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Top tips to get investing

Rob Morgan
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The world of investing can seem off-putting and riddled with jargon, but after learning a few basics it has never been easier to get started. (Source: Shutterstock)

Most people appreciate the need to grow their money over time. It’s not just a desire to become comfortably off but a necessity – to preserve the spending power of hard earned savings against rises in the cost of living. Cash in bank accounts or cash ISAs simply doesn't give a decent enough return.

Yet the world of investing can be an off-putting one, inaccessible and riddled with self-serving jargon. A simple requirement to build a nest egg can quickly become a perplexing maze for the uninitiated, while the more cautious are typically wary that the stock market – investing in company shares – involves casino-like levels of risk and conclude it isn’t for them.

A bumpy ride, but one worth considering

It is true there can be a bumpy ride when investing in shares. You are buying a small slice of a company and get a share of growth and profits. But profits don't always go up and companies can shrink as well as grow. In addition, the stock market rises and falls depending on people's confidence in the economy and in businesses. The chart below shows the peaks and troughs of the FTSE 100 – the average of the performance of the UK’s 100 largest companies – over the past ten years. The bottom line is that investments can go down in value and there's always a chance you'll get back less than you put in.

Chart: Performance of the FTSE 100 over ten years

Source: FE Analytics, total return basis with net income reinvested. Past performance is not a reliable indicator of future results.

One way to help counter the inevitable ups and downs is to invest smaller amounts regularly rather than a lump sum in one go. If you started investing £100 a month in the UK stock market ten years ago, you'd now have £18,850. At a typical bank, your £6,000 of contributions would now be worth just £11,975. Over this sort of timescale you have a good chance of a positive return through regular investing. Source for data FE Analytics to 1 May 2018, total return basis with net income reinvested; Please note however that past performance is not a reliable indicator of future results.

Investing regularly also means you don’t need thousands, or even hundreds of pounds to become an investor - you can get started from as little as £50 a month. It all adds up in the long run, and starting small can help you get comfortable with how it all works.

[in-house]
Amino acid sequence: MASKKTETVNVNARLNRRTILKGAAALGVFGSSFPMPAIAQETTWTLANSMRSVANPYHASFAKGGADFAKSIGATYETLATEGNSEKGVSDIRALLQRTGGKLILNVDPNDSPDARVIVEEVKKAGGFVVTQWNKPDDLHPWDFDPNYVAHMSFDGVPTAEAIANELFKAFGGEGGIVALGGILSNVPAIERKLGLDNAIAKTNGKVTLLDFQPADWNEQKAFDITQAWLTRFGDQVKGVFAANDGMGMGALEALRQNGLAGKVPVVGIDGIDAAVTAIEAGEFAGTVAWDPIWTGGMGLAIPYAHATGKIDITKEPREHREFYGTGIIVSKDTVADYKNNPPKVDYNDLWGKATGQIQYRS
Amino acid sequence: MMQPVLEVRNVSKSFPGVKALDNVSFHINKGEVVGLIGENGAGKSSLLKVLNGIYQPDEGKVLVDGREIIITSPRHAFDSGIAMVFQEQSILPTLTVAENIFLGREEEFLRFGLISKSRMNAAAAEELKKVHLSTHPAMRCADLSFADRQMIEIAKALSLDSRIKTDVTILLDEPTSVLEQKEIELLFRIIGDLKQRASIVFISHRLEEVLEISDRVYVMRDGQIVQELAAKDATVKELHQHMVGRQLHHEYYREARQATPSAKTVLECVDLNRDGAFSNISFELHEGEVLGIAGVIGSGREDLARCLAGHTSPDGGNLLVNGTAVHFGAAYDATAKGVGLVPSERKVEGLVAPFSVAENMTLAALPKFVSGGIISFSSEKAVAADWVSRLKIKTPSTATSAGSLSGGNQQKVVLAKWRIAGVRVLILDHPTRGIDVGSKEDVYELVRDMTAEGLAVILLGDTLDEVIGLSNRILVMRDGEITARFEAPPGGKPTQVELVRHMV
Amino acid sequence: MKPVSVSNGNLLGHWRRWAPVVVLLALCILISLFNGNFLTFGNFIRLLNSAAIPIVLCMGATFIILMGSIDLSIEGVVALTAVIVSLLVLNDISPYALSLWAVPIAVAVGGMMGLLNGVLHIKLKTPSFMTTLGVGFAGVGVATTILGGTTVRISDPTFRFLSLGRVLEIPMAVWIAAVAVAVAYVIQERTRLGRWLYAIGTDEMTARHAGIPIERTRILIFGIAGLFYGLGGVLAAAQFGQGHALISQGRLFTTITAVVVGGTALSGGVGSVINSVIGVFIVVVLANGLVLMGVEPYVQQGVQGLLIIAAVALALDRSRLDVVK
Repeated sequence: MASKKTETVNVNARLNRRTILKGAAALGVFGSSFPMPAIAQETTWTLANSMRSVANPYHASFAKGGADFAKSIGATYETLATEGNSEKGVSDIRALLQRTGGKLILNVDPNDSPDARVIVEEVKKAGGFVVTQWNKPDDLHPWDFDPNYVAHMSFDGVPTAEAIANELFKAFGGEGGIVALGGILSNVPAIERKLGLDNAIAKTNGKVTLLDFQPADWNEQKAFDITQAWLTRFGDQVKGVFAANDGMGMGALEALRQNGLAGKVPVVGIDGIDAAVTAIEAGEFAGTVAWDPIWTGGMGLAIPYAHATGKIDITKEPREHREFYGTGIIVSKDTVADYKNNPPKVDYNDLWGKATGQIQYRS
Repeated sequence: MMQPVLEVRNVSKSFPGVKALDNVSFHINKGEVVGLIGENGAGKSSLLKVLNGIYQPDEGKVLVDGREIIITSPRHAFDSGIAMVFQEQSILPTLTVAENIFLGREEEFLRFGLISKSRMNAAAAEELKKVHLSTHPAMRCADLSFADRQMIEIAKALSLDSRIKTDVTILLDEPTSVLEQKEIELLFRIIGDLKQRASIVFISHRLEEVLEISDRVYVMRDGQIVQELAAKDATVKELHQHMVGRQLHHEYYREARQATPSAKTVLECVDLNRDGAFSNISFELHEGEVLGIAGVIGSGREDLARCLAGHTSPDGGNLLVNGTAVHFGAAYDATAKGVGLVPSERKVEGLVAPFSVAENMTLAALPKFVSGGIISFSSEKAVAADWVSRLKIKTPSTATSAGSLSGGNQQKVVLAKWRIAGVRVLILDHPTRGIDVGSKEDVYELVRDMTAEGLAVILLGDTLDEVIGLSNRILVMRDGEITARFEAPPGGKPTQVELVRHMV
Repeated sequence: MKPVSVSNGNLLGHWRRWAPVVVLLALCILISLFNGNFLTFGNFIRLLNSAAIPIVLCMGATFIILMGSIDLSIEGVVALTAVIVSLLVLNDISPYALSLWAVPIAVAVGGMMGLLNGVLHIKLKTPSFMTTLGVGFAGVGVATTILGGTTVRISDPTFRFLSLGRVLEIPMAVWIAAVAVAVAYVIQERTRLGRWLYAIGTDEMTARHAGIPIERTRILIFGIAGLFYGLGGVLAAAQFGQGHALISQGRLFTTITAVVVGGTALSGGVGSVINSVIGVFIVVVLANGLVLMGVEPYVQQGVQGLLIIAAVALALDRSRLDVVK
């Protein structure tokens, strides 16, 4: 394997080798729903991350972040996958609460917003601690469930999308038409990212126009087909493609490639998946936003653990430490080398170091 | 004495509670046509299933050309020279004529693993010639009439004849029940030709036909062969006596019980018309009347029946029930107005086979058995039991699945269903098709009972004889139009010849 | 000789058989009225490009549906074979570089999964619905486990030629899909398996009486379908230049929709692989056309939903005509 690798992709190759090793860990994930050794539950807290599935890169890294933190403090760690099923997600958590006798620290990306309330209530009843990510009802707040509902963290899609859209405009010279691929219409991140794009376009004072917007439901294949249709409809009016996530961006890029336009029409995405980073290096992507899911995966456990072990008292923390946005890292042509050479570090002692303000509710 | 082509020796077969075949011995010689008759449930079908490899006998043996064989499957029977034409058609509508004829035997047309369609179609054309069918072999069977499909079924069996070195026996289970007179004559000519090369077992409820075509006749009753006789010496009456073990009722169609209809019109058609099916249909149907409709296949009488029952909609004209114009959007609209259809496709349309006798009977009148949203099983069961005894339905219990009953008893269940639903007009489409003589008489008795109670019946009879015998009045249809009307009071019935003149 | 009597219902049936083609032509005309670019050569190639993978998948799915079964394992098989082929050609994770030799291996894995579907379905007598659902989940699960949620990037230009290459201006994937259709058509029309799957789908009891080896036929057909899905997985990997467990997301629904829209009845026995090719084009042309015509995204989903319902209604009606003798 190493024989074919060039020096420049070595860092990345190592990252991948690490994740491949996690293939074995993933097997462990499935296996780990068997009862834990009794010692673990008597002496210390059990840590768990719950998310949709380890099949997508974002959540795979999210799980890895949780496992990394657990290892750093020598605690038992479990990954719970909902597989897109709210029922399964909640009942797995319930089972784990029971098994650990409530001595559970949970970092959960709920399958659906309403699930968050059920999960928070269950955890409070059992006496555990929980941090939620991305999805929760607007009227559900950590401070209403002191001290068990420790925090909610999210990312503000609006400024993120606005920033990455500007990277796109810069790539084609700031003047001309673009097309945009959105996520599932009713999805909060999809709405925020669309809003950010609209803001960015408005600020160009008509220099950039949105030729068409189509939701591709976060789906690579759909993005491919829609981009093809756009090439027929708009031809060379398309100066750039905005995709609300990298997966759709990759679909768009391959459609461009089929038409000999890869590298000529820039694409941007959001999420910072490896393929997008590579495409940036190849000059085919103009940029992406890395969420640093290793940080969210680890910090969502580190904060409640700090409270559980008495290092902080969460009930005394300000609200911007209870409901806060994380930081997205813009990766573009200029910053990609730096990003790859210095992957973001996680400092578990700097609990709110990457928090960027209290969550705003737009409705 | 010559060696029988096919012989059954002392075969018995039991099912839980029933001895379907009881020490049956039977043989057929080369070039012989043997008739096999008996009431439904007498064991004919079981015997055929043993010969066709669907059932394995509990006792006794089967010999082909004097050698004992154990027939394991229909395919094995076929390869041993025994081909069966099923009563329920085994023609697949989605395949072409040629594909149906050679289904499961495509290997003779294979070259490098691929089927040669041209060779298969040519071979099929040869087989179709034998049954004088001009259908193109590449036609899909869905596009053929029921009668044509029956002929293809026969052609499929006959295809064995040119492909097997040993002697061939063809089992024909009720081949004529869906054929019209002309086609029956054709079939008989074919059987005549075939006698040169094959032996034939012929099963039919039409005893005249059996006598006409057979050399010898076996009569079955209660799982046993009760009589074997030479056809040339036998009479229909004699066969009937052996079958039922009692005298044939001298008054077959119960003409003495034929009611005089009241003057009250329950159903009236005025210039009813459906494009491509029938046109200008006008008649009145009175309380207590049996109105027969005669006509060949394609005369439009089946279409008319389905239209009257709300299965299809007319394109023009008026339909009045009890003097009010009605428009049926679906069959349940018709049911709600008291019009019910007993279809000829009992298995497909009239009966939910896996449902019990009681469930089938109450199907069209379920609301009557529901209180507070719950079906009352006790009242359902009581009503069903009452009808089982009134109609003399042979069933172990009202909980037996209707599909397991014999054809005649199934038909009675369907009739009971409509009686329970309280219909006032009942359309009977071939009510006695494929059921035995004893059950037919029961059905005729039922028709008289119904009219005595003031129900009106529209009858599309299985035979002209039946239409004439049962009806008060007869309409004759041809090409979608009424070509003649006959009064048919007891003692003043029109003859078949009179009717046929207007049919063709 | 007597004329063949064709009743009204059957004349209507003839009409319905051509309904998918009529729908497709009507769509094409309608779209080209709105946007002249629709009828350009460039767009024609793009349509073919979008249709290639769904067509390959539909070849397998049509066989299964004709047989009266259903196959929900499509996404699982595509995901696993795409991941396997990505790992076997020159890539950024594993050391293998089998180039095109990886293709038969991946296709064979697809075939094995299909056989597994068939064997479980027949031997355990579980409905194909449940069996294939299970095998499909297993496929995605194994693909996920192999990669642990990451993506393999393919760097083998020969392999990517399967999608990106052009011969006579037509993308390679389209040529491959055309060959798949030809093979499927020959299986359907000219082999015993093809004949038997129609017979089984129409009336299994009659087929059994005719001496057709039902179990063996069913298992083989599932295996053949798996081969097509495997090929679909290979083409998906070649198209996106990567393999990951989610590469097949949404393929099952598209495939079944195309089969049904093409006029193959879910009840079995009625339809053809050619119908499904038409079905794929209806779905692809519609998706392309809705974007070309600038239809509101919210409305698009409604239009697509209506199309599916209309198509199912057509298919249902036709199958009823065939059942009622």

Invest online quickly and easily

Fortunately, it has never been easier to start investing. With an online investment platform – an account where you can hold your own shares, funds and other investments – you can get up and running in minutes. It’s possible to open an account all from the comfort of your laptop or smartphone and you can easily keep tabs on how things are going online or through an app.

This type of ‘direct’ investing often has the advantage of being cheaper, so if you have straightforward needs that don’t require advice you could save money on fees and charges too.

Top investing tips:

  • Don’t put all your eggs in one basket. Individual shares can be risky. Instead you can buy funds, which buy lots of different shares so you aren’t reliant on a small number of companies succeeding.
  • If you aren’t confident in making investment decisions there’s usually some help for those starting out. Investment platforms commonly have ‘ready-made’ starter portfolios, or investment funds that invest in a variety of assets with a manager overseeing what to buy and sell. For instance, funds in Charles Stanley’s Multi Asset Fund range provide diversified portfolio in one easy-to-buy investment, monitored by their experts.
  • Keeping costs down can boost your investment returns. Choose a low-cost investment platform to help.
  • Any expensive debts such as personal loans, overdrafts and credit cards should be repaid before starting to invest – though pensions where your employer contributes are a possible exception. Mortgage debt should also be kept under control with an appropriate repayment plan in place.
  • Tax-efficient accounts should be a priority; specifically Individual Savings Accounts (ISAs) and pensions. These could save income and capital gains tax and boost long term returns.

Investors should be aware that past performance is not a reliable indicator of future results and that the price of shares and other investments, and the income derived from them, may fall as well as rise and the amount realised may be less than the original sum invested. This article is not personal advice based on your circumstances. No news or research item is a personal recommendation to deal. Investment decisions in fund and other collective investments should only be made after reading the Key Investor Information Document or Key Information Document, Supplementary Information Document and Prospectus. If you are unsure of the suitability of your investment please seek professional advice.

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